Written by Ann Patchett
Published by HarperCollins on September 13th 2016
Genres: Fiction, Family Life, Literary
The acclaimed, bestselling author—winner of the PEN/Faulkner Award and the Orange Prize—tells the enthralling story of how an unexpected romantic encounter irrevocably changes two families’ lives.
One Sunday afternoon in Southern California, Bert Cousins shows up at Franny Keating’s christening party uninvited. Before evening falls, he has kissed Franny’s mother, Beverly—thus setting in motion the dissolution of their marriages and the joining of two families.
Spanning five decades, Commonwealth explores how this chance encounter reverberates through the lives of the four parents and six children involved. Spending summers together in Virginia, the Keating and Cousins children forge a lasting bond that is based on a shared disillusionment with their parents and the strange and genuine affection that grows up between them.
When, in her twenties, Franny begins an affair with the legendary author Leon Posen and tells him about her family, the story of her siblings is no longer hers to control. Their childhood becomes the basis for his wildly successful book, ultimately forcing them to come to terms with their losses, their guilt, and the deeply loyal connection they feel for one another.
Told with equal measures of humor and heartbreak, Commonwealth is a meditation on inspiration, interpretation, and the ownership of stories. It is a brilliant and tender tale of the far-reaching ties of love and responsibility that bind us together.
COMMONWEALTH by Ann Patchett: Book Thoughts
I’ve quoted the opening paragraph of Ann Patchett’s fall 2016 novel Commonwealth below. It grabbed me instantly–I was on the Keatings’ doorstep, waiting to enter that party and meet these people. Three hundred some-odd pages later, I’d spent more than fifty years with them.
The uninvited guest with the bottle of gin at that front door in Southern California sets off a chain of events that will break up two marriages and produce a third. Bert Cousins and Beverly Keating bring a total of six children into their new family back in Virginia. But this bunch will never be the Bradys, and ultimately they won’t stay together either. (None of this is spoiler material, by the way.)
The christening party was for Franny Keating, Fix and Beverly’s last child. Years later, Franny enters law school as both she and her sister Caroline planned. She changes the plan by dropping out, and she’s working as a cocktail waitress at the Palmer House in Chicago when she encounters renowned author Leon Posen. Posen produces his acclaimed novel Commonwealth during their years together, which end on a dramatic confrontation with Franny’s former stepbrother Albie Cousins. (Most of this isn’t spoiler material either if you read the publisher’s synopsis.) (I didn’t.)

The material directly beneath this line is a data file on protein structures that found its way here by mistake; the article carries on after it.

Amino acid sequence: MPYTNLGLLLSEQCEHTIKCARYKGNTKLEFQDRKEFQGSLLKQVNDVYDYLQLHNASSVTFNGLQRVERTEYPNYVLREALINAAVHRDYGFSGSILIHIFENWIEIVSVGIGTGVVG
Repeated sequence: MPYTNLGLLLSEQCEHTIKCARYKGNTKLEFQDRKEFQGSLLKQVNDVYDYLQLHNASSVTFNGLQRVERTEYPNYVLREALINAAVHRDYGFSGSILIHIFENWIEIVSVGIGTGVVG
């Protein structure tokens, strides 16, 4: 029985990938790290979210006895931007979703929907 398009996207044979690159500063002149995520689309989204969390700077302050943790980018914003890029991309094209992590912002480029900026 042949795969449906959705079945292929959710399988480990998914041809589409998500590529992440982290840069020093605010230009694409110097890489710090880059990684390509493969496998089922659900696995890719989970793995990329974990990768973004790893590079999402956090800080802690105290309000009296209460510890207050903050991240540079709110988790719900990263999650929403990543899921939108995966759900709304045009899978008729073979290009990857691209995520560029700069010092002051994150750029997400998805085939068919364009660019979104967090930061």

Commonwealth has all the trappings of “sprawling family saga”. There’s a large cast with complicated relationships explored over a long time span. And yet, Patchett tells it so economically. She gives narrative voice to just a few characters, and yet they all made vivid impressions on me. But what impressed me more was how Patchett renders the complicated, enduring ties between people who have lived as family. Even when I didn’t quite buy what these people were doing, I believed who they were.
This is what I said about Commonwealth (Patchett’s, not Posen’s) on Litsy:
I liked this one up until it went meta…and then I REALLY liked it. It has a “novel in stories” feel thanks to all the characters & perspective shifts. The relationships are complicated & convincing (although at times the plot is less so) and the dialogue is well-done. Maybe not as impressive as Patchett’s last novel, STATE OF WONDER , but COMMONWEALTH was a win for me.
I actually haven’t read State of Wonder yet, although I do own a copy. I read Bel Canto years ago, back when everyone first heard of Ann Patchett. Her memoir Truth and Beauty: A Friendship is on my “keeper” shelf. I liked her second novel, The Magician’s Assistant, even before I started working down the street from The Magic Castle. But I think Commonwealth may be my favorite of Patchett’s novels so far. I know it’s one of my favorite novels of this year.
The christening party took a turn when Albert Cousins arrived with gin. Fix was smiling when he opened the door and he kept smiling as he struggled to make the connection: it was Albert Cousins from the district attorney’s office standing on the cement slab of his front porch. He’d opened the door twenty times in the last half hour–to neighbors and friends and people from church and Beverly’s sister and all his brothers and their parents and practically an entire precinct worth of cops–but Cousins was the only surprise. Fix had asked his wife two weeks ago why she thought they had to invite every single person they knew in the world to a christening party and she’d asked him if he wanted to look over the guest list and tell her who to cut. He hadn’t looked at the list, but if she were standing at the door he would have pointed straight ahead and said, Him. Not that he disliked Albert Cousins, he didn’t know him other than to put his name together with his face, but not knowing him was the reason not to invite him. Fix has the thought that maybe Cousins had come to his house to talk about a case: nothing like that had ever happened before but what else was the explanation? Guests were milling around in the front yard, and whether they were coming late or leaving early or just taking refuge outside because the house was packed beyond what any fire marshal would all, Fix couldn’t say. What he was sure of was that Cousins was there uninvited, alone with a bottle in a bag.